A Test of Recovery Management: Or was it?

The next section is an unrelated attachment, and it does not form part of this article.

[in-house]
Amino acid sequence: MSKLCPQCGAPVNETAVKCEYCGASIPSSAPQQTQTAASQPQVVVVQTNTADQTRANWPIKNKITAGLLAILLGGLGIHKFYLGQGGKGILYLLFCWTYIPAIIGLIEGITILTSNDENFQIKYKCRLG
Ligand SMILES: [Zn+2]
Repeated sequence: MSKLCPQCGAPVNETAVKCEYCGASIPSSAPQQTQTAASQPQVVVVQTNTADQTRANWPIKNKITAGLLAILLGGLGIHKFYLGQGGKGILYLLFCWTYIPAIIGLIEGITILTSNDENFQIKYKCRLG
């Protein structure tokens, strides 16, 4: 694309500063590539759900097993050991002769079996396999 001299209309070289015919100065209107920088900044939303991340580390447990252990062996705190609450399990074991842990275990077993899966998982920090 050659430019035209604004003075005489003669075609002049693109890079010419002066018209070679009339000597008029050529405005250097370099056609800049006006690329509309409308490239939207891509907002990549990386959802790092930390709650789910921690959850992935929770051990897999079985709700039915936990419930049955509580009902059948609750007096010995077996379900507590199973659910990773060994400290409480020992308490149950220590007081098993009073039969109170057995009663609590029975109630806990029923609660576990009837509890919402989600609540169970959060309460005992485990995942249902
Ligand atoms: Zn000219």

JAMA Blog Photo.jpgAn important study was just published in the Journal of the American Medical Association.  Dr. Richard Saitz and colleagues conducted a trial comparing the results of 563 persons meeting criteria for alcohol or drug dependence randomly assigned to a chronic care management (CCM) protocol or usual primary care (UPC).  The CCM approach included sustained contact with a clinical care team that provided clinical assessment, primary care coordination, referral for addiction treatment (including pharmacotherapy and mutual aid referral), referral for mental health services, motivational enhancement therapy, relapse prevention counseling, proactive contacts following any missed service appointment, follow-up telephone contact, and emergency access over the 1-year study period.  The UPC approach included an appointment with a primary care physician, a referral list of addiction treatment providers, and a phone number to access motivational interviewing sessions.  More than 40% of the subjects in both arms of the trial exhibited improvements in health status at 12-month follow-up, but there were no significant differences in outcomes between the higher intensity CCM and lower intensity UPC groups based on rates of past-30 day abstinence (44% vs. 42%), addiction severity, health-related quality of life, or acute healthcare utilization.